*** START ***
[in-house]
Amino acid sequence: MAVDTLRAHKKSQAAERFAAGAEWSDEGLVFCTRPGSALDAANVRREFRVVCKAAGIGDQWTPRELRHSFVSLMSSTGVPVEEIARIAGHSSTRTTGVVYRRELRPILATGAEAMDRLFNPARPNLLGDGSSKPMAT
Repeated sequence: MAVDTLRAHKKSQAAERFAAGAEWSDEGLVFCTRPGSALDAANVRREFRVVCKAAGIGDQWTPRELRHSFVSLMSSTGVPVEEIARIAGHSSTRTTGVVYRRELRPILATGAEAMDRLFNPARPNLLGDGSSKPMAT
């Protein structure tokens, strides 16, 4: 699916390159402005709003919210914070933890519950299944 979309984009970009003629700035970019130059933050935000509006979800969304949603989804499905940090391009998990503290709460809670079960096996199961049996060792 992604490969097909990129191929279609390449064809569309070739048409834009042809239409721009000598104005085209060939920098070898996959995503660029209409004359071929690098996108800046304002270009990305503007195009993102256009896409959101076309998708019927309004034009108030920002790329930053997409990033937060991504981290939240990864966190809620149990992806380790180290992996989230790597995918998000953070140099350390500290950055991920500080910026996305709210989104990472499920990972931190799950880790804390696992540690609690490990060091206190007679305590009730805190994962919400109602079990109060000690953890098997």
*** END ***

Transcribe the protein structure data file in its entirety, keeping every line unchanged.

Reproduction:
[in-house]
Amino acid sequence: MAVDTLRAHKKSQAAERFAAGAEWSDEGLVFCTRPGSALDAANVRREFRVVCKAAGIGDQWTPRELRHSFVSLMSSTGVPVEEIARIAGHSSTRTTGVVYRRELRPILATGAEAMDRLFNPARPNLLGDGSSKPMAT
Repeated sequence: MAVDTLRAHKKSQAAERFAAGAEWSDEGLVFCTRPGSALDAANVRREFRVVCKAAGIGDQWTPRELRHSFVSLMSSTGVPVEEIARIAGHSSTRTTGVVYRRELRPILATGAEAMDRLFNPARPNLLGDGSSKPMAT
């Protein structure tokens, strides 16, 4: 699916390159402005709003919210914070933890519950299944 979309984009970009003629700035970019130059933050935000509006979800969304949603989804499905940090391009998990503290709460809670079960096996199961049996060792 992604490969097909990129191929279609390449064809569309070739048409834009042809239409721009000598104005085209060939920098070898996959995503660029209409004359071929690098996108800046304002270009990305503007195009993102256009896409959101076309998708019927309004034009108030920002790329930053997409990033937060991504981290939240990864966190809620149990992806380790180290992996989230790597995918998000953070140099350390500290950055991920500080910026996305709210989104990472499920990972931190799950880790804390696992540690609690490990060091206190007679305590009730805190994962919400109602079990109060000690953890098997």